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The Immotor GO in Manhattan | © Amanda Suarez/Culture Trip
The Immotor GO in Manhattan | © Amanda Suarez/Culture Trip
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Behold the Immotor GO, a Scooter I Didn’t Manage to Crash

Picture of Peter Ward
Tech Editor
Updated: 11 July 2017
When I was 9 years old, a neighbor asked if I wanted to drive his new sit-on lawn mower. I accepted with all the eagerness of a small child getting his hands on a large piece of machinery, and duly crashed it into the nearest fence. Seven years later, I tried riding a friend’s moped near a public tennis court. No matter how much I argued, I couldn’t pass off a wayward tennis ball as a valid reason for flopping fish-like onto the floor halfway through my first turn.

As the years went by, I either ignored, avoided, or crashed scooters, hoverboards, and Segways. So imagine my anxiety when I was asked to drive an electric scooter down the sidewalk of Broadway in New York City during the morning rush hour.

But thankfully nobody was hurt, not even myself. By the end of the short demo, I was even weaving precariously between pedestrians, with the likelihood of smashing painfully into the back of their ankles barely registering in the back of my mind.

The Immotor GO is part of a wave of personal mobility devices hitting the market. The ultimate aim of these mini-vehicles is to provide both an entertaining ride for the adventurous type, while suiting the more everyday needs of a city commuter. The older, considerably less cool, grandparent of these devices is the Segway, and the Immotor GO is certainly far enough removed from its distant relative to remain fashionable, and yet at the same time it’s a lot more practical.

One of the key attributes of the scooter is its portability. You can easily fold it up and carry it anywhere. You certainly wouldn’t become ‘that person taking up all the space’ on the subway, and it’s light enough to make carrying it around relatively simple.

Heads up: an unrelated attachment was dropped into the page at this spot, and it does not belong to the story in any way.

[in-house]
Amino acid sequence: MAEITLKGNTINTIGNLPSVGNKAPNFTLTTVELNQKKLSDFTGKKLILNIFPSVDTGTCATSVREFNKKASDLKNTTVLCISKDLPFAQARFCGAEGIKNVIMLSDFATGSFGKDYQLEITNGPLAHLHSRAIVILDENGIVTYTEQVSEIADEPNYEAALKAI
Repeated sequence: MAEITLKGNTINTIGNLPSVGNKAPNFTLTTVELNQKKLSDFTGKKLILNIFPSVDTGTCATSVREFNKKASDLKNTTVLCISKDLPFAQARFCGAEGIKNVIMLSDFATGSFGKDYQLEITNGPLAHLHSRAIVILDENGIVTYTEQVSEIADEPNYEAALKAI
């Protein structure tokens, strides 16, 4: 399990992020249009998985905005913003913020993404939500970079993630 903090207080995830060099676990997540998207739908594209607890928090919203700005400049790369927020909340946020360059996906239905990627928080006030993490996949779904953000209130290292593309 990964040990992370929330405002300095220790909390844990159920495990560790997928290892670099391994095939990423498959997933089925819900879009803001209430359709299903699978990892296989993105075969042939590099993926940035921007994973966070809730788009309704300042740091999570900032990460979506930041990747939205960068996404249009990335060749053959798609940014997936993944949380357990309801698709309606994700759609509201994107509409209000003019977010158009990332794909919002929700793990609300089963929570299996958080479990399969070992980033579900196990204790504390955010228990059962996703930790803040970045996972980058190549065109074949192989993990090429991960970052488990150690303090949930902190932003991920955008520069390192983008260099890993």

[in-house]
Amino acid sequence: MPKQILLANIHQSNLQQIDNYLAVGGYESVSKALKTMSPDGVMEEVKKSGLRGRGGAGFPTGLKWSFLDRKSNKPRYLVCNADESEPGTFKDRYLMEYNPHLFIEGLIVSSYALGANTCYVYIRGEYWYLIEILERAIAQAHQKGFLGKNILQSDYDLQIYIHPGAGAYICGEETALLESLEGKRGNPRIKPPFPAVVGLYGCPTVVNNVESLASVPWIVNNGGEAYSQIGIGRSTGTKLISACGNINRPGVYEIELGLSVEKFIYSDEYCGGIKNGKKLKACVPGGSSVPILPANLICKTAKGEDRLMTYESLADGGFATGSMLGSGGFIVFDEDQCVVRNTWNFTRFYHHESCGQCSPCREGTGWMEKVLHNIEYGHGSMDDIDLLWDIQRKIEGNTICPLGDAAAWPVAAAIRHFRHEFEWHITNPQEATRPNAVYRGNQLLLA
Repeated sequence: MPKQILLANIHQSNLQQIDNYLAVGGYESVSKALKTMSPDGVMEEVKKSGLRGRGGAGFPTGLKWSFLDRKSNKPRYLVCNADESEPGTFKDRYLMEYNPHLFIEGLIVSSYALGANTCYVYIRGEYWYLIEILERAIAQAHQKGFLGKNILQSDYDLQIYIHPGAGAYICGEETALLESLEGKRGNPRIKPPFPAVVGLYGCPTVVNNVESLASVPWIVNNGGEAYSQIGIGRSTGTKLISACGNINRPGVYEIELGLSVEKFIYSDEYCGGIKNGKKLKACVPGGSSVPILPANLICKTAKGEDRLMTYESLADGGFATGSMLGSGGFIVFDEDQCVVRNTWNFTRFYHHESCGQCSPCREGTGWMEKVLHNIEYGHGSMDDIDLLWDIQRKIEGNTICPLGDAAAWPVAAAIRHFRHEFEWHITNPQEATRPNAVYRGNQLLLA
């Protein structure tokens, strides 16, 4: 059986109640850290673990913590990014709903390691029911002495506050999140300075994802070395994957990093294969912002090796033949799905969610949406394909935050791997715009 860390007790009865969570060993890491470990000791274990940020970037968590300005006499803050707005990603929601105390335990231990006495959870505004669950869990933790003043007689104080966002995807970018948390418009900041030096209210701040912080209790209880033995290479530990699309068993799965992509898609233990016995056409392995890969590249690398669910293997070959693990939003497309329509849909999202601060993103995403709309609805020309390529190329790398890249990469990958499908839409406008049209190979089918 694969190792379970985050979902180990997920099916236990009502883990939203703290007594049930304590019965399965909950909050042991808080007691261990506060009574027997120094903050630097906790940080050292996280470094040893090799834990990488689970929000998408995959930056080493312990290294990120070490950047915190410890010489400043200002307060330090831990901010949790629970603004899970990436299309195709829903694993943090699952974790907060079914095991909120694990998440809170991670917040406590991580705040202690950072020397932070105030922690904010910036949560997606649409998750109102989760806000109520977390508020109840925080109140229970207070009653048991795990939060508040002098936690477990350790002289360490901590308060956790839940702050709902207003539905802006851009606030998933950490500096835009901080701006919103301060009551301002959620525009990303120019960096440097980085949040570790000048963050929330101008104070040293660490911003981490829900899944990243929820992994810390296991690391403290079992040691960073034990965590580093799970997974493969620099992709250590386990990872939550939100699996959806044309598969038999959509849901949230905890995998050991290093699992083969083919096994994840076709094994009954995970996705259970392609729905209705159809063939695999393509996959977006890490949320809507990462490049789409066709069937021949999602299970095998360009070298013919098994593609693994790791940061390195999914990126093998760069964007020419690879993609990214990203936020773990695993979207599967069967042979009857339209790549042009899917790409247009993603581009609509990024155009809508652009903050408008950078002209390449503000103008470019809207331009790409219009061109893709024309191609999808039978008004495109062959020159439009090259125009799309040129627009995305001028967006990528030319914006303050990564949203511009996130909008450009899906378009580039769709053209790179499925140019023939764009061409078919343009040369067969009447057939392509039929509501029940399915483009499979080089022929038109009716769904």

When riding the scooter, your feet are effectively on a skateboard, with your body faced sideways, and your hands gripping the handlebars. The digital accelerator and brake control are on located under your right and left hands, and they’re very easy to use. At top speed the device reaches 16 miles per hour, and the batteries (which are easily switched) have a range of 16 miles.

The scooter’s aerodynamic design also features LED headlights, and a horn which can be programed to make different noises. The latter feature may sound inconsequential, until your scooter is barking at passers-by as you drive by them. Not that you need the bark to get people’s attention, the Immotor GO already attracts enough eyeballs as you zoom down the street. During my short test run, several people stopped me to ask what it was, what it did, how much it cost, and where they could get one.

The scooter also features a cruise control option, meaning you can either ride along at a consistent speed, or hop off and have the scooter move alongside you carrying groceries, sort of like an ultra-cool robot shopping cart.

Riding the scooter is an extremely smooth experience, and even the clumsiest people, myself included, would struggle to fall off without trying. When you get up to higher speeds the Immotor GO can be steered by shifting your weight on the board rather than turning the handlebars.

The accompanying app is extremely easy to use and has some great features. You can lock and unlock your scooter, set the max speed, change the aforementioned horn, locate your scooter if you lose it, and even set a radius in which it will work, meaning it will shut off if the person you lent it to wanders too far away.

The Immotor GO is being officially launched on Amazon today, just in time for Prime Day, and shoppers will be able to get their hands on the scooter for 20 percent off.